Getting the Orders

After the process is started you have to start making arguments for why you should get what you’ve asked for in the Statement of Claim or making decisions with your spouse about what should happen. Since each situation is different, each person will need to use different tools to reach agreements.

The first thing most lawyers will do is ask the other side for “Disclosure”. This is a bunch of documents laying out the financial situation of each party. It can be a lot of work to get all of the documents, but they are very useful help determine how much someone should pay for child support and spousal support, and what is a fair amount of property to keep. It’s also required by law to give the other side this information. There is a standard form that lists all the documents you need to give to your ex and it is easy to look up if you are curious or want to get a head start.

If you get along with your ex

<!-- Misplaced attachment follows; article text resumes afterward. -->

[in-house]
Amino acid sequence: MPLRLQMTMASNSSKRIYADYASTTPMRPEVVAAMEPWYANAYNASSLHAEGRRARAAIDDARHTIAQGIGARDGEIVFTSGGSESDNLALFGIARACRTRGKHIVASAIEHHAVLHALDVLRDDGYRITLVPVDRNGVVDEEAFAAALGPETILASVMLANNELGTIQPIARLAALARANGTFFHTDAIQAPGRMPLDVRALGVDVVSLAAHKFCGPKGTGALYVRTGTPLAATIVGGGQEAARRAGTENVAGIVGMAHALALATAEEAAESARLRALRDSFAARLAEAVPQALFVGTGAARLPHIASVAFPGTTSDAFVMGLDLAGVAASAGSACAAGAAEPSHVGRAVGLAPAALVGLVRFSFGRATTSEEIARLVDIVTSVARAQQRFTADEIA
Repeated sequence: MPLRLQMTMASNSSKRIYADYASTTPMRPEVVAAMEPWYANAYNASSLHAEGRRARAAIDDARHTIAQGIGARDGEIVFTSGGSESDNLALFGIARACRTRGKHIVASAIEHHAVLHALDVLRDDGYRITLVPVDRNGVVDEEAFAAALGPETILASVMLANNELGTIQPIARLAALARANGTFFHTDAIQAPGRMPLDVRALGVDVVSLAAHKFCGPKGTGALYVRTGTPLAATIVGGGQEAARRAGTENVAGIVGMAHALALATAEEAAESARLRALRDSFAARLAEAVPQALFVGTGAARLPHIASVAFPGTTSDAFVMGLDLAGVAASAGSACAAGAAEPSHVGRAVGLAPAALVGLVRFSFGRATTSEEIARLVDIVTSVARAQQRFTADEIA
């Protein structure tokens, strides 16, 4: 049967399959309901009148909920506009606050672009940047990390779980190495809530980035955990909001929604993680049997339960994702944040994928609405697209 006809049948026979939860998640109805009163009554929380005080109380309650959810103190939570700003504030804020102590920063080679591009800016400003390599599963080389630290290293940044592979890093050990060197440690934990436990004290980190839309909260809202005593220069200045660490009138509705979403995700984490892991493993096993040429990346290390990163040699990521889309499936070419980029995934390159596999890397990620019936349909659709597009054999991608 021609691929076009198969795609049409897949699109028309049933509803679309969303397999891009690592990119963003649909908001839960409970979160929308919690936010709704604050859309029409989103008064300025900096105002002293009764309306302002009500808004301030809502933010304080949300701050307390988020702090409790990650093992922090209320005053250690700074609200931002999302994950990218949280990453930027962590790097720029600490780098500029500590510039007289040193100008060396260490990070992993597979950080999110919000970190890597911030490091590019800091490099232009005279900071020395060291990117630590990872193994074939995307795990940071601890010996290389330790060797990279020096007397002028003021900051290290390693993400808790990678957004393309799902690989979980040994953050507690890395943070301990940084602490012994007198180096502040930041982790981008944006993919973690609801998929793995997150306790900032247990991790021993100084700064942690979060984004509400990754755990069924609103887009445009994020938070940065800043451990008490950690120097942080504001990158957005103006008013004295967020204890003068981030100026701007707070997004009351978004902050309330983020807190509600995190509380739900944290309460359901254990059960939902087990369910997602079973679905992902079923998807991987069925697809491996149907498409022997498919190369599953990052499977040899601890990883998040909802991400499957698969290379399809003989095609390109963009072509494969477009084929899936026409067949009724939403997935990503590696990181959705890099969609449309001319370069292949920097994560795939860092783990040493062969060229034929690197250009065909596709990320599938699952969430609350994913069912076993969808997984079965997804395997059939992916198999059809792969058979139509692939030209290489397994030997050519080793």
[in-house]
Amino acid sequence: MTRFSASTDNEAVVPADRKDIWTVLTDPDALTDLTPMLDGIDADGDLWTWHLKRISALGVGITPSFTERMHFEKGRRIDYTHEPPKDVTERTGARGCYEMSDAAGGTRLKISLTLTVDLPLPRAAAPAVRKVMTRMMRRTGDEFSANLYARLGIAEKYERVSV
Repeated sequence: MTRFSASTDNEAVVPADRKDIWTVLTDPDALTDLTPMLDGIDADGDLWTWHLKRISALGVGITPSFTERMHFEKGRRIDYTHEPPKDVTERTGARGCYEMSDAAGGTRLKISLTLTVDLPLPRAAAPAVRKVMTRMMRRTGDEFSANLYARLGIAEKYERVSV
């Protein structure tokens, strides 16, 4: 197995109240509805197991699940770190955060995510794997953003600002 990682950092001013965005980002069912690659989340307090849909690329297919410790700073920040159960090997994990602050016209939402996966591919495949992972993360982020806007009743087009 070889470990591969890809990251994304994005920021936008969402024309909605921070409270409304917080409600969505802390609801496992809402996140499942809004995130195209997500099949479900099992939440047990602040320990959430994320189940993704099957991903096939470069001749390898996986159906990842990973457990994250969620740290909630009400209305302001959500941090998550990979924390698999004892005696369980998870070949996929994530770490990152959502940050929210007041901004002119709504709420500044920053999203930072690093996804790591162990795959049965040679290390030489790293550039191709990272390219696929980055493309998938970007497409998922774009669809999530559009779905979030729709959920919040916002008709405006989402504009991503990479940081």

If you get along with your ex you can make “Agreements” that the Court will (usually) grant. The Courts main priority is the “Best Interest of the Child”. If you agree with your ex to do something that the Court doesn’t think is in the child’s best interest, they may not grant it. For example, Child Support is considered the right of the child and not the parent who receives it. This means that you cannot agree to not pay child support. The Court will not grant you that Order.

If there is a chance that you could get along with your ex there are people who can help you. Mediators are trained in getting opposing parties to talk and figure out how to come to an agreement. You can usually bring your lawyer with you to these meetings to have some support. The Courthouse also has mediators who specialize in family disputes. The other option is Arbitration. An Arbitrator is like a Judge, their job is to listen to both sides and then make a decision for you. Their decision is binding and can be taken to court to get granted as an Order.

If you can solve all of the issues by Agreement with your spouse, you don’t have to go to Court for a trial. You can file a Request for Divorce, Affidavit of Applicant, and Divorce Judgement and cite the Orders that have resolved any disputes from the Statement of Claim or Counterclaim. This makes the Divorce the only outstanding issue and the Courts will (probably) grant it.